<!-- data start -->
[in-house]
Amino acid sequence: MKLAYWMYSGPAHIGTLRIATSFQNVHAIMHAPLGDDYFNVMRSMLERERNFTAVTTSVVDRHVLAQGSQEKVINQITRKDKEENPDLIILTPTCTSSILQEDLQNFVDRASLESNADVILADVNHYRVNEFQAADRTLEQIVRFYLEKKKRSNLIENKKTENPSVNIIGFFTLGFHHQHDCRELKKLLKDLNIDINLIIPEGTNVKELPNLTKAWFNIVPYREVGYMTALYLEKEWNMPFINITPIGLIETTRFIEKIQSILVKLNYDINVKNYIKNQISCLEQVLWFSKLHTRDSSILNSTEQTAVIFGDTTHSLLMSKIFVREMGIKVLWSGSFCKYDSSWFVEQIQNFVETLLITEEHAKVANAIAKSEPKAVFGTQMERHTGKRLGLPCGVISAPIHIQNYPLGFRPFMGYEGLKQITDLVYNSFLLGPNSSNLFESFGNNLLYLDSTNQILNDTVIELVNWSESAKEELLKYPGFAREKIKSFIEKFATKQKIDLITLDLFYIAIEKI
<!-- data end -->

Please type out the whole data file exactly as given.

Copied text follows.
[in-house]
Amino acid sequence: MKLAYWMYSGPAHIGTLRIATSFQNVHAIMHAPLGDDYFNVMRSMLERERNFTAVTTSVVDRHVLAQGSQEKVINQITRKDKEENPDLIILTPTCTSSILQEDLQNFVDRASLESNADVILADVNHYRVNEFQAADRTLEQIVRFYLEKKKRSNLIENKKTENPSVNIIGFFTLGFHHQHDCRELKKLLKDLNIDINLIIPEGTNVKELPNLTKAWFNIVPYREVGYMTALYLEKEWNMPFINITPIGLIETTRFIEKIQSILVKLNYDINVKNYIKNQISCLEQVLWFSKLHTRDSSILNSTEQTAVIFGDTTHSLLMSKIFVREMGIKVLWSGSFCKYDSSWFVEQIQNFVETLLITEEHAKVANAIAKSEPKAVFGTQMERHTGKRLGLPCGVISAPIHIQNYPLGFRPFMGYEGLKQITDLVYNSFLLGPNSSNLFESFGNNLLYLDSTNQILNDTVIELVNWSESAKEELLKYPGFAREKIKSFIEKFATKQKIDLITLDLFYIAIEKI